Today finds me blogging from Australia, where I had the privilege of keynoting SMX Sydney and participating in a site clinic (wearing an SMX lab coat, which is always fun). While looking through the show’s program guide, I discovered that I was also supposed to be on a panel today! The description read something like this:
Bill Hunt and Rand Fishkin will give away their best tips for advanced marketers, and take questions from the audience. 60 minutes
For the last 6 years of my career, I’ve been pretty good at stuff like this. I usually know a few in-the-trenches tactics, tools, and workarounds that very few others have heard about, and I’ve tried experimenting with them enough to answer hard questions on the specifics. But if I’m being honest, that kind of knowledge is fading. Compared to someone like Bill Hunt, who’s still actively consulting on hyper-advanced keyword segmentation and getting Google to re-crawl huge XML sitemap files and all the rest, I’m starting to be out my depth.
And that’s probably OK. In fact, Moz’s investors, employees, shareholders, and customers would all benefit much more if I focused on more strategic demands and delegated that “in-the-trenches” stuff. But here I was, scheduled to give up a bunch of tips to marketers who probably had more recent, more relevant, more in-depth experience with a lot of this stuff than I do.
Hence, I sat down at breakfast this morning and wrote out some tips that I thought, perhaps, would resonate. Here they are:
#1 – Never forget you’re building a brand.
Online marketers sometimes forget that every interaction with their company is creating a perception. Every time your domain name shows up in search results, every time you share on social media, every word you publish on your website, every ad that shows up on the web, every conversation at a conference with someone from your company, every infographic/video/tool you make available affects that brand perception.
If 90% of these interactions are telling a cogent, cohesive, compelling story, you’re probably doing well (so long as the 10% aren’t actively countering that story). But if there’s no narrative or if different teams controlling these experiences aren’t on the same page, you’re almost certainly losing opportunity and losing
And if your brand/company/site doesn’t have an amazing story to tell? Go get one before you expose an audience to a disjointed jumble that’s hurting more than it helps.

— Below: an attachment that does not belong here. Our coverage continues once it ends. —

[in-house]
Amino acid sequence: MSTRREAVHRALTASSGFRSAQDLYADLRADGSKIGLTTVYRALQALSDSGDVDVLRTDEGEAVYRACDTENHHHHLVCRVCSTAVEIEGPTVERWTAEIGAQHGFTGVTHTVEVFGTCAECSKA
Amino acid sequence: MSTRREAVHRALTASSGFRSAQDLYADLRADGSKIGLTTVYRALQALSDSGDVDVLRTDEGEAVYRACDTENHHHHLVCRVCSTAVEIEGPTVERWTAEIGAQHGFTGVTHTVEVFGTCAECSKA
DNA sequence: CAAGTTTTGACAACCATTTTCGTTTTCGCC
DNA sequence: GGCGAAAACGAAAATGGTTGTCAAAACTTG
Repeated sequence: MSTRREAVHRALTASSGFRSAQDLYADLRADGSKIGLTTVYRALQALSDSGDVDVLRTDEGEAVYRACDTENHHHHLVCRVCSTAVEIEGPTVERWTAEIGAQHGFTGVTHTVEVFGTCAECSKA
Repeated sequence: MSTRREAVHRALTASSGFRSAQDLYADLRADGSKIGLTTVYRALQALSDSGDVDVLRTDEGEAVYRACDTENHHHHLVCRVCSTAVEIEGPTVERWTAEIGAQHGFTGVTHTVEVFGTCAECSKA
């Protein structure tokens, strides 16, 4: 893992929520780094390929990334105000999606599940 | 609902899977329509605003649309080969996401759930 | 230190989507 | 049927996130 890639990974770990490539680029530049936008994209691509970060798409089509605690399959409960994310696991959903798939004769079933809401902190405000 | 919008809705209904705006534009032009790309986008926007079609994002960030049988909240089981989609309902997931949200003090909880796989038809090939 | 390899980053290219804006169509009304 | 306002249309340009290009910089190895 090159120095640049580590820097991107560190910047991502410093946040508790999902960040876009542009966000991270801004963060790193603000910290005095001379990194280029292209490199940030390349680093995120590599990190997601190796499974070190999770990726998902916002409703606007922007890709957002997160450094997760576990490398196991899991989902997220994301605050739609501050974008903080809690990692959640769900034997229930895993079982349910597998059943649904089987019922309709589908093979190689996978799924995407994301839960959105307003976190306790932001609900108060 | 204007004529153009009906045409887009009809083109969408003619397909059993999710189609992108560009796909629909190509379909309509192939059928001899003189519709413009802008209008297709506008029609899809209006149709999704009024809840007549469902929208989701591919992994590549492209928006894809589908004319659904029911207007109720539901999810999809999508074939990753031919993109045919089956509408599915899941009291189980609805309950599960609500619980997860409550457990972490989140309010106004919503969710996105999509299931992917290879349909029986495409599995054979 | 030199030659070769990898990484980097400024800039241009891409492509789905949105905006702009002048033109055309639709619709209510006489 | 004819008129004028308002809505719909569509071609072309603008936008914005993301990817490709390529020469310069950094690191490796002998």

#2 – Understand your acquisition and retention funnel in a hyper-measurable way
It’s not just about multi-channel attribution so you know what paths are leading folks to your site and to a conversion (although that stuff is really important, too). It’s about knowing what attributes and what channels predict a good customer, and which channels have an influence on those who might later be customers. At Moz, for example, social media almost never converts someone directly to a free trial of our software. But, an average visitor taking a free trial has been to our site 7 times! And, on average, 2.5 of those visits are from social channels (Twitter, Facebook, Google+, etc). Even more importantly, those who visit organically and are part of our community (social followers, subscribed to our blog, getting the Moz Top 10 emails, etc) tend to have a much longer customer lifetime value (CLTV) than those who come exclusively or primarily via non-organic channels.
#3 – Don’t rely exclusively on ROI you can quantify
Invest in the power of serendipity. Go to conferences and events that are hard to measure. Start engaging in social media in ways that may not result direclty in visits. My recommendation is to put ~30% of your time, money, energy, people, and effort into serendipitous opportunities that are hard (or even impossible) to measure. The ROI can, occassionally, be astounding.
#4 – Improving rankings may be less effective than improving listings.
For example, I bet that we get a smaller number of visits ranking #2 for this query than the folks ranking #3 and #4. Doh!